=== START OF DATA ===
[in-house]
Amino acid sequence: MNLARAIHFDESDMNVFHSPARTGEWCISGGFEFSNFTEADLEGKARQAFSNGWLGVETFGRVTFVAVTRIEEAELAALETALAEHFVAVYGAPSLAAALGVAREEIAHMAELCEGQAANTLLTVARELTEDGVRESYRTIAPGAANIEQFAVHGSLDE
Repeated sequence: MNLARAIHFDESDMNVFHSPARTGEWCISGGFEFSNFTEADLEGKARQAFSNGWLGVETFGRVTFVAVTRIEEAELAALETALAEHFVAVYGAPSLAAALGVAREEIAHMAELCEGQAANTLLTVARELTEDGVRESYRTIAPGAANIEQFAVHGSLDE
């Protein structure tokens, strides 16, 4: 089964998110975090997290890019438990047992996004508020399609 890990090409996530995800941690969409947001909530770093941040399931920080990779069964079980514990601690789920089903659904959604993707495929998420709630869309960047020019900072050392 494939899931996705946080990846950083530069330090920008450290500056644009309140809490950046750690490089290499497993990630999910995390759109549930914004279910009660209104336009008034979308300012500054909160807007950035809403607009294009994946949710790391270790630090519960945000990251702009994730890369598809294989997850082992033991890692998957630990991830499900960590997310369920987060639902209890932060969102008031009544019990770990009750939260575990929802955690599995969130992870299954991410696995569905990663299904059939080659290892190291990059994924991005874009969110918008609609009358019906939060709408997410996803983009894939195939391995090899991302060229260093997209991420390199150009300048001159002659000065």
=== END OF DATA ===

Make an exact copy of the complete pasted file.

[in-house]
Amino acid sequence: MNLARAIHFDESDMNVFHSPARTGEWCISGGFEFSNFTEADLEGKARQAFSNGWLGVETFGRVTFVAVTRIEEAELAALETALAEHFVAVYGAPSLAAALGVAREEIAHMAELCEGQAANTLLTVARELTEDGVRESYRTIAPGAANIEQFAVHGSLDE
Repeated sequence: MNLARAIHFDESDMNVFHSPARTGEWCISGGFEFSNFTEADLEGKARQAFSNGWLGVETFGRVTFVAVTRIEEAELAALETALAEHFVAVYGAPSLAAALGVAREEIAHMAELCEGQAANTLLTVARELTEDGVRESYRTIAPGAANIEQFAVHGSLDE
């Protein structure tokens, strides 16, 4: 089964998110975090997290890019438990047992996004508020399609 890990090409996530995800941690969409947001909530770093941040399931920080990779069964079980514990601690789920089903659904959604993707495929998420709630869309960047020019900072050392 494939899931996705946080990846950083530069330090920008450290500056644009309140809490950046750690490089290499497993990630999910995390759109549930914004279910009660209104336009008034979308300012500054909160807007950035809403607009294009994946949710790391270790630090519960945000990251702009994730890369598809294989997850082992033991890692998957630990991830499900960590997310369920987060639902209890932060969102008031009544019990770990009750939260575990929802955690599995969130992870299954991410696995569905990663299904059939080659290892190291990059994924991005874009969110918008609609009358019906939060709408997410996803983009894939195939391995090899991302060229260093997209991420390199150009300048001159002659000065």